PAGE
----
India known as the Republic of India, is a country in South Asia. It is the seventh largest country by area and with more than 1.3 billion people, it is the second most populous country as well as the most populous democracy in the world. Bounded by the Indian Ocean on the south, the Arabian Sea on the southwest, the Bay of Bengal on the southeast, it shares land borders with Pakistan to the west. In the Indian Ocean, India is in the vicinity of Sri Lanka and the Maldives, while its Andaman and Nicobar Islands share a maritime border with Thailand and Indonesia; the Indian subcontinent was home to the urban Indus Valley Civilisation of the 3rd millennium BCE. In the following millennium, the oldest scriptures associated with Hinduism began to be composed. Social stratification, based on caste, emerged in the first millennium BCE, Buddhism and Jainism arose. Early political consolidations took place under the Gupta empires. In the medieval era, Zoroastrianism and Islam arrived, Sikhism emerged, all adding to the region's diverse culture.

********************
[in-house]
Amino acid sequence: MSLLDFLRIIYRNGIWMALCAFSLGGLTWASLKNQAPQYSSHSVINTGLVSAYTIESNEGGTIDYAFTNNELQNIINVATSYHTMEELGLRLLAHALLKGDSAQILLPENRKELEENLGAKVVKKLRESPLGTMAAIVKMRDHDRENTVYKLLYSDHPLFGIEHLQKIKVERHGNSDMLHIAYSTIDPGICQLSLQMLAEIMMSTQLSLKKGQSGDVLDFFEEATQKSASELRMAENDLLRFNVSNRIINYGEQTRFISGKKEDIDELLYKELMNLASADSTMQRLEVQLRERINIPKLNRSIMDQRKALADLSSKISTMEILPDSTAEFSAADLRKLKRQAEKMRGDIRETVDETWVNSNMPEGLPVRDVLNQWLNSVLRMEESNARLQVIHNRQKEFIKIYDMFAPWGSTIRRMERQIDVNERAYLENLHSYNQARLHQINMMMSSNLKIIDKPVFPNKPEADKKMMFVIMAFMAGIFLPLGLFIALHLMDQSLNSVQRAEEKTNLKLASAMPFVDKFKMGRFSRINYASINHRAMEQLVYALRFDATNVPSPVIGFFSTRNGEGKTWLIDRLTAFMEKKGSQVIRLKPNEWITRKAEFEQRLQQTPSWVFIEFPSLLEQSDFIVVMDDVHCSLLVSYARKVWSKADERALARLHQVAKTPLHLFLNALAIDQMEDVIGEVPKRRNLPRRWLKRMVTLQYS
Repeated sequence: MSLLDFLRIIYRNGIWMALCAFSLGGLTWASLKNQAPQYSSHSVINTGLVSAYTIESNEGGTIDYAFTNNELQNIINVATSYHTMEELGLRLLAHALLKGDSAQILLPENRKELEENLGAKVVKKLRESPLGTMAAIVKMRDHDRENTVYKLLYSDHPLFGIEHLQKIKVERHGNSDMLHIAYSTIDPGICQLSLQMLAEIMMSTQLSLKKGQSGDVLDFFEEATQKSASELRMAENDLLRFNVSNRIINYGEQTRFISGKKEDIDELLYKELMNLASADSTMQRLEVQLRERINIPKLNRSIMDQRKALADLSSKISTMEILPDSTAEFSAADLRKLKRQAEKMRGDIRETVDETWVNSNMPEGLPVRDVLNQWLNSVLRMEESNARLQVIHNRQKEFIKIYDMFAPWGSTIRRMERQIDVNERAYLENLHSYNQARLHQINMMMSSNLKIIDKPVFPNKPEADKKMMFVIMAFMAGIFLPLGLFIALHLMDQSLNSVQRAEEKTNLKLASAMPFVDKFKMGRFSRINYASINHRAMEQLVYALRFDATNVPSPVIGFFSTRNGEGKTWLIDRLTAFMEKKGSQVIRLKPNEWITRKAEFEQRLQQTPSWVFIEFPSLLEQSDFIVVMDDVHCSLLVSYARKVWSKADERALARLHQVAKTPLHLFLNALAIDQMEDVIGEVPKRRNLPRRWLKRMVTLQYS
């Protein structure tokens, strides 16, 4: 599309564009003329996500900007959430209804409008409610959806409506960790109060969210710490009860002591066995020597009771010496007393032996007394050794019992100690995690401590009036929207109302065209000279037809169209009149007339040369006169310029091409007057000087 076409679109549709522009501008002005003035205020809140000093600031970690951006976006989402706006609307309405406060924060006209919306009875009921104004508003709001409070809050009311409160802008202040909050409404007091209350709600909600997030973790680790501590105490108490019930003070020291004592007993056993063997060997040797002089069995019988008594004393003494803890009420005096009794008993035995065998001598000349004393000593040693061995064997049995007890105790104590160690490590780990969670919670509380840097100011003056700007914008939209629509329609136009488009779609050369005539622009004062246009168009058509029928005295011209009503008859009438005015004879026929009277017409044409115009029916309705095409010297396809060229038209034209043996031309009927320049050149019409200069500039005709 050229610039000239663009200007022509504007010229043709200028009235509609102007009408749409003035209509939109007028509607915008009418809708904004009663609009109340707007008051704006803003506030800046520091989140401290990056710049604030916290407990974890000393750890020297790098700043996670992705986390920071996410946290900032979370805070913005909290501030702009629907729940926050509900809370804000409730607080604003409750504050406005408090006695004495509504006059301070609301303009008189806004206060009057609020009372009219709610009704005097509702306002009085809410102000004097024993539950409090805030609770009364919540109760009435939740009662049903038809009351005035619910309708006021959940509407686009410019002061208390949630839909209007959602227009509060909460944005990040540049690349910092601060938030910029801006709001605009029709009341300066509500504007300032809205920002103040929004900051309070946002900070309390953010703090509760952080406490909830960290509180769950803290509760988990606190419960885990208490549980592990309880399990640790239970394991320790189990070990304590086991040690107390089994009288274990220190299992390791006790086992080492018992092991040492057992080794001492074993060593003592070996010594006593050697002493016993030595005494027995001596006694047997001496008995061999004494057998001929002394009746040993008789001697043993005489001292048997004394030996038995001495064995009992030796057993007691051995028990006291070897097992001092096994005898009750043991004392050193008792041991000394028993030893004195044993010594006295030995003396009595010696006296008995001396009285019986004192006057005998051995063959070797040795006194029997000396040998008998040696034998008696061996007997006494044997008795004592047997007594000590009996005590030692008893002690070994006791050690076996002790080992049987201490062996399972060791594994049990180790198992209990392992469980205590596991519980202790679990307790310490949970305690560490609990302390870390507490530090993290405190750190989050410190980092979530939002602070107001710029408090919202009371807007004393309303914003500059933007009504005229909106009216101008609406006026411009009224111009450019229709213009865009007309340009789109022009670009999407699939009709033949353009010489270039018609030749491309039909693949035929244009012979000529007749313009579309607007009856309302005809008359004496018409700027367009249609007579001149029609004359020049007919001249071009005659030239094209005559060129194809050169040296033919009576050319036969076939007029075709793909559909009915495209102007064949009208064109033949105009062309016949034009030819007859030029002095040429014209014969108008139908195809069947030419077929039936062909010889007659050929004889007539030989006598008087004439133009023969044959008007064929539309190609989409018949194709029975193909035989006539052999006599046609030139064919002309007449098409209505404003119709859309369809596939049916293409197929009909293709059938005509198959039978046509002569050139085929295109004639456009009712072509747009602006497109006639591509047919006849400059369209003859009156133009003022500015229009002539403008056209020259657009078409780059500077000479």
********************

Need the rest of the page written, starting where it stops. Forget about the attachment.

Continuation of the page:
Much of the north fell to the Delhi Sultanate. The economy expanded in the 17th century in the Mughal Empire. In the mid-18th century, the subcontinent came under British East India Company rule, in the mid-19th under British Crown rule. A nationalist movement emerged in the late 19th century, which under Mahatma Gandhi, was noted for nonviolent resistance and led to India's independence in 1947. In 2017, the Indian economy was the world's sixth largest by nominal GDP and third largest by purchasing power parity. Following market-based economic reforms in 1991, India became one of the fastest-growing major economies and is considered a newly industrialised country. However, it continues to face the challenges of poverty, corruption and inadequate public healthcare. A nuclear weapons state and regional power, it has the second largest standing army in the world and ranks fifth in military expenditure among nations. India is a federal republic governed under a parliamentary system and consists of 29 states and 7 union territories.